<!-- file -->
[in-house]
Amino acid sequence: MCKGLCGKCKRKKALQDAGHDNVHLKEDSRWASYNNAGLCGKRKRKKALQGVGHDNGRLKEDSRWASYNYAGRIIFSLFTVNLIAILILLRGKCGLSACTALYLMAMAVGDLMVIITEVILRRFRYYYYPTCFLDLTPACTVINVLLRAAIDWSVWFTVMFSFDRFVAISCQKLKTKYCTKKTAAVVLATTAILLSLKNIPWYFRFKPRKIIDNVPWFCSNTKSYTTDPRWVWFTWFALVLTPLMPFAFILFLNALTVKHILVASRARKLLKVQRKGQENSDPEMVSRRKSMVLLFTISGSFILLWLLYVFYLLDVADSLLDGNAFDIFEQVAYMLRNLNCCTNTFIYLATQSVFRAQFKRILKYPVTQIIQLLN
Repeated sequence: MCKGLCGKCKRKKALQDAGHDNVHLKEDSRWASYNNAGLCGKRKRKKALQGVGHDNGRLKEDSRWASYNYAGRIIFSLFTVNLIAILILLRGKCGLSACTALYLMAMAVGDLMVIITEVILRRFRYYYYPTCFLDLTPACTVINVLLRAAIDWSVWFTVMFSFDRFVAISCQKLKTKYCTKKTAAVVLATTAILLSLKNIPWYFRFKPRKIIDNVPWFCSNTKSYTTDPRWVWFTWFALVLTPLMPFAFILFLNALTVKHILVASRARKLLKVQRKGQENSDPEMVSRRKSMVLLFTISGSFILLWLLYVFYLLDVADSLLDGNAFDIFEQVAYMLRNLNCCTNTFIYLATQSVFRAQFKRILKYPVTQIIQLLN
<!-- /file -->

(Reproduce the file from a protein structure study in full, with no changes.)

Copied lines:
[in-house]
Amino acid sequence: MCKGLCGKCKRKKALQDAGHDNVHLKEDSRWASYNNAGLCGKRKRKKALQGVGHDNGRLKEDSRWASYNYAGRIIFSLFTVNLIAILILLRGKCGLSACTALYLMAMAVGDLMVIITEVILRRFRYYYYPTCFLDLTPACTVINVLLRAAIDWSVWFTVMFSFDRFVAISCQKLKTKYCTKKTAAVVLATTAILLSLKNIPWYFRFKPRKIIDNVPWFCSNTKSYTTDPRWVWFTWFALVLTPLMPFAFILFLNALTVKHILVASRARKLLKVQRKGQENSDPEMVSRRKSMVLLFTISGSFILLWLLYVFYLLDVADSLLDGNAFDIFEQVAYMLRNLNCCTNTFIYLATQSVFRAQFKRILKYPVTQIIQLLN
Repeated sequence: MCKGLCGKCKRKKALQDAGHDNVHLKEDSRWASYNNAGLCGKRKRKKALQGVGHDNGRLKEDSRWASYNYAGRIIFSLFTVNLIAILILLRGKCGLSACTALYLMAMAVGDLMVIITEVILRRFRYYYYPTCFLDLTPACTVINVLLRAAIDWSVWFTVMFSFDRFVAISCQKLKTKYCTKKTAAVVLATTAILLSLKNIPWYFRFKPRKIIDNVPWFCSNTKSYTTDPRWVWFTWFALVLTPLMPFAFILFLNALTVKHILVASRARKLLKVQRKGQENSDPEMVSRRKSMVLLFTISGSFILLWLLYVFYLLDVADSLLDGNAFDIFEQVAYMLRNLNCCTNTFIYLATQSVFRAQFKRILKYPVTQIIQLLN